Picture1

Can posture relieve the symptoms of Pain & Fatigue?

This article is concentrating on Fibromyalgia but the posture advice should help anyone with musculoskeletal pain and fatigue.

I think we need to be detectives to help reduce our symptoms of Fibromyalgia (FM).  We need to search for possible factors that increase our symptoms of pain and fatigue. Therefore I was very pleased to find out about the research by Dr Holman that has helped me to reduce some more of my FM symptoms. In the past I have improved my pain and fatigue by trying out different treatments such as the Alpha-Stim and the Alexander technique, and working out what are my perpetuating factors that won’t let my FM stop. Some of these have been to slow down and not push myself so hard. Others have been to learn how to re duce the impact of stressful situations and to test which foods irritate my body. So I was thrilled to hear of another technique I could add to this toolbox when I heard Dr Holman and Sue Horton speak at the Fibromyalgia conference in 2014 about PC3 and how postural tips can help reduce the symptoms caused. This article will tell you about Dr Holman’s research and Sue’s postural tips. I have used my Occupational Therapy training to show you how these ideas can be used in your daily activities.

What is PC3?

Dr Andrew Holman has done research that shows Positional Cervical Cord Compression (PC3) 1 is a possible co-morbidity (additional complaint) of FM that can perpetuate the symptoms of pain and fatigue. Dr Holman says PC3 has been found in 56-71% of patients with FM and in 85% of patients with chronic widespread pain. Fortunately, 85% of the over 3000 patients identified at Pacific Rheumatology Associates dating back to 2003 have found their symptoms improved without requiring surgery.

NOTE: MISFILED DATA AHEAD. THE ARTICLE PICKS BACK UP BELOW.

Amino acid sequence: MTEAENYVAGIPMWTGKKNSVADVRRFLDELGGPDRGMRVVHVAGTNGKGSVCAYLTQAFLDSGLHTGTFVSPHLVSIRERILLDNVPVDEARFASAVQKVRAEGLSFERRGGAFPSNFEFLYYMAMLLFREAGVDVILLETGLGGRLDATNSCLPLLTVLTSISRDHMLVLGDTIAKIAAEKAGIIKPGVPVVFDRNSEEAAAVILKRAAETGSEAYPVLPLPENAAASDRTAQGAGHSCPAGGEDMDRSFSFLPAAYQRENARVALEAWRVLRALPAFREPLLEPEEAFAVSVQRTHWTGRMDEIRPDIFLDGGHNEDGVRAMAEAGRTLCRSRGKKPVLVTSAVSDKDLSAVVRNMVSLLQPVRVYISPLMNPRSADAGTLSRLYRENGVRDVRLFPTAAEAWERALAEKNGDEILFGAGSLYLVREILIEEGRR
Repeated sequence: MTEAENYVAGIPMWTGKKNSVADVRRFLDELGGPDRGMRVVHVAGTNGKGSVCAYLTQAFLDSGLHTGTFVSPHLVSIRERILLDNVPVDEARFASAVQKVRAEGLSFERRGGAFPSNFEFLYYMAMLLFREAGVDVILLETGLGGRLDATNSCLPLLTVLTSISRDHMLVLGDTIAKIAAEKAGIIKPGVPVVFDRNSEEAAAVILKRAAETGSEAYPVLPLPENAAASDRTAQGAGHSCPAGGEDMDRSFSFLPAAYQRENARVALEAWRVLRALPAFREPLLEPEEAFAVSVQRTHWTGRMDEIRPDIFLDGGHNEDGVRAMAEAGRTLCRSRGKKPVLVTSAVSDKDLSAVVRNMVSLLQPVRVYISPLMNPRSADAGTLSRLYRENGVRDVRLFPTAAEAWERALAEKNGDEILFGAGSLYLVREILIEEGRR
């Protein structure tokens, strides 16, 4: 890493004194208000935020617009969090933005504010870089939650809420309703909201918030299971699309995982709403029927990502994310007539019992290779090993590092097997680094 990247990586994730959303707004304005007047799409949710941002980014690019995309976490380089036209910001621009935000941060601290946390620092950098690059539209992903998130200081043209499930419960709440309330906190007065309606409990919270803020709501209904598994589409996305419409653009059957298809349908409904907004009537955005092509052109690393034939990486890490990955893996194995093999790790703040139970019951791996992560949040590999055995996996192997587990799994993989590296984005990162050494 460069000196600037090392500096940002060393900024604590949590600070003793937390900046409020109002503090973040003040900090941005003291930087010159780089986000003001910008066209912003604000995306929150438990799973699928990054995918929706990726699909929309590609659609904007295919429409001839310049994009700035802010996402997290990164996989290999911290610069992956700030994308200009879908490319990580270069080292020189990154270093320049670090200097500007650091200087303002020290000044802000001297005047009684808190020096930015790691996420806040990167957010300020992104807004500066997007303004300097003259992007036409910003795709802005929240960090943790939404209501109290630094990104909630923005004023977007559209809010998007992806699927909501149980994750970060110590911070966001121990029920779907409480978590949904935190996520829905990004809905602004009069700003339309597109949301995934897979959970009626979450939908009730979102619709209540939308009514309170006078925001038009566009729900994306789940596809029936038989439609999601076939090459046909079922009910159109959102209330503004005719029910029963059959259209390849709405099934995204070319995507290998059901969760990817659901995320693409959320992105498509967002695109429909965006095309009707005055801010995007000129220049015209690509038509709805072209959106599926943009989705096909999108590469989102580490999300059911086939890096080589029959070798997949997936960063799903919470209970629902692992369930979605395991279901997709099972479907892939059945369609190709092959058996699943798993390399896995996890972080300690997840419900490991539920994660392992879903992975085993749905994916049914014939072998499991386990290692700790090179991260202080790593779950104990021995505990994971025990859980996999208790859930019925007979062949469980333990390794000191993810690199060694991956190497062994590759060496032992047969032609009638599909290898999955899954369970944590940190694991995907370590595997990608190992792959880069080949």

Picture10

Imaging

The important structure to note in the pictures below of the neck spinal column bones is the ligamentum flavum (in blue) that runs behind the spinal cord.

Picture12

The neck

With some of us, when our neck is bent backwards this ligament can touch the spinal cord and irritate it. Dr Holman says ‘This can be enough to generate electrical signals that changes the way the cord works’. The cause could be a car accident, fall and or hypermobility.

Picture11

There is a simple thing we can do to reduce this irritation and that is to be aware of our posture. These postural tips can also be helpful for many other musculoskeletal pains.

Sue Horton is the physical therapist to Dr Holman, she says ‘With posture it really isn’t about those judgement words of good, bad, right, wrong…it’s about whether you’re mechanically sound or mechanically unsound in terms of how the human body was designed to function’.  Most of time we don't realize our neck is in extension with our everyday activities.
How do you use your skeleton? Do you use it to its best advantage to help hold you upright or do you hang off your skeleton which will cause your muscles to overwork and cause more pain and fatigue?

Picture2

I have drawn a number of illustrations

showing how you can use these postural tips when carrying out daily activities. The first illustration shows how reading a book or looking at a computer can increase your pain.
It can sometimes be hard to work out what has caused our pain as the pain reaction can come some hours or even days later. So the best option I have found is to try to be aware of our posture as much as we can. I know this can be tough with the amount of fatigue we can feel. In the long run by following these tips we will have less pain and fatigue as you will be using your skeleton to hold you up and not ‘hanging’ on your muscles.

10) Bad posture in chair

Posture when active..

How can you avoid extending your neck when, for example, stroking a dog, talking to a child or putting an item in a cupboard or the washing in the machine?

Picture7

When loading the machine...

either squat or use a stool.

Picture9

If you'd like to see the whole article

contact Linda and she'll send you a copy of the article that has been published in the 'Fibromyalgia magazine' and the 'Occupational Therapy Rheumatology' magazine.